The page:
“Such health promotion will raise awareness and understanding of how and where to seek help, and encourage people to seek help,” she says.

Of those surveyed who said they either wouldn’t seek help or were unsure if they would, one quarter cited privacy as the main reason. Another third feared losing control of their lives.

Li says another factor that makes seniors reluctant to seek out services is the stigma that still surrounds mental illness. This is particularly true of men. She says men often seek help from informal supports instead of professional services, preferring to talk to friends and family about most mental health problems.

“The profound reluctance to be a mental health patient means people will put off seeing a doctor for months, years, or even [entirely], which in turn delays their recovery,” Li explains. “This reluctance is of particular concern [because] of the higher rate of completed suicides for males. Therefore, framing help-seeking as one of life’s tools, and a sign of strength rather than weakness, is essential.”

The study also found one other potential reason men are less likely to seek out mental health services – they are less likely than women to be sure about where they can access it.

Palliative care

Almost 20 per cent of survey respondents were caring for someone needing palliative care or had done so.

Margaret Brown, adjunct research fellow from the University of South Australia’s Hawke Research Institute, says whether the care is at home or in a hospital, nursing home or hospice, everyone is involved at some point in their life with caring for people dying, particularly as they get older.

She says more services are needed for those who are looking after people dying, including nursing services and general care.

“It’s very demanding for older couples,” Brown says. “We could improve that service because it’s cheaper in a monetary sense than actually paying for an acute hospital bed.”

The report also found that more than a quarter of those who know or knew someone receiving palliative care felt that it didn’t provide a comfortable end to the person’s life.

Brown says this needs to be looked into a little further. “We need to know where that palliative care was being given,” she says, adding that the availability of palliative care services in the home is limited.

End-of-life support

More than half of respondents said they would prefer to die at home with the right support. Unfortunately, this is becoming an increasingly rare reality.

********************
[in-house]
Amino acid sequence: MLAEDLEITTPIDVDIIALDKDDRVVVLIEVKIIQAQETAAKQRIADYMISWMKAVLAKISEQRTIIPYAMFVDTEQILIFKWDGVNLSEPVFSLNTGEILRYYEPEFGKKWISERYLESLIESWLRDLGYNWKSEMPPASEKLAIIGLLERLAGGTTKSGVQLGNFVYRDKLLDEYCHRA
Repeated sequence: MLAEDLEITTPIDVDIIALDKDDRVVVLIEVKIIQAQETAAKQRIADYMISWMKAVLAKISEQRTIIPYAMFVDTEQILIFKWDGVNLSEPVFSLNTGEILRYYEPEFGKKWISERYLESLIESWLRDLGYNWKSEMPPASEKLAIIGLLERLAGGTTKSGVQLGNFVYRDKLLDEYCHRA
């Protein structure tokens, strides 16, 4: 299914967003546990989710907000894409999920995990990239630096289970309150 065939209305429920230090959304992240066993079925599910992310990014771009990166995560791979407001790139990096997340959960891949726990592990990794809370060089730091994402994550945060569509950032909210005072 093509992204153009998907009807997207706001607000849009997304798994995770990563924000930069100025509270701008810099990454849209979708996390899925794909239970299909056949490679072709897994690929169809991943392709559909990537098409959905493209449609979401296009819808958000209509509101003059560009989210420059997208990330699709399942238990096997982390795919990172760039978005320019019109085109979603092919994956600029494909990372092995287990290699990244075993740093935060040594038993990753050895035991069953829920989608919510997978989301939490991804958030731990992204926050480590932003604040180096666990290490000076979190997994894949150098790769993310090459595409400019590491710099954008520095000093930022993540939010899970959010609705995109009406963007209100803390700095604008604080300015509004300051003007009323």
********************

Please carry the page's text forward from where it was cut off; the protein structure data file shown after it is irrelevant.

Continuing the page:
“Fewer and fewer people are dying at home, more and more are dying in hospital settings,” Brown says, adding that everybody has the right to die at home with appropriate palliative care, if possible.

Respondents felt the same way: 3-in-4 believed people should have the legal right to control the circumstances and timing of their own death.

“That’s what people want but most people don’t achieve that and the main reason why … is because an increasing number of older people live alone and there is no one there to care for them,” Brown says. “From my own research, I could say that there are not services available to support older people [who want] to die at home.”

She explains that people often go downhill quite quickly and then may not receive the appropriate palliative care. “That frightens most older people, who would like to think ‘I’ve got some control over this’.”

She says older people often end up in the acute system and are kept alive when they tend to prefer for that not to happen. However, there are some standards being introduced that are aimed at improving end-of-life care.

“Rather than resuscitating and treating older people aggressively at the end of life, we’re trying to sort of turn that around a bit and say we need to recognise that people are coming towards their end of life and treat them with care and dignity and not necessarily acute treatment,” Brown says.

Fewer than 2-in-3 respondents had discussed their end-of-life wishes with anyone. Brown says these figures are a concern but aren’t surprising. In fact, she believes this is a relatively high proportion.

“This is not uncommon and it would perhaps suggest that what we need is not just more advertisements and information, but actually more support for people to have that conversation,” she says. “If you’re living alone, it’s often difficult to have that conversation with someone.”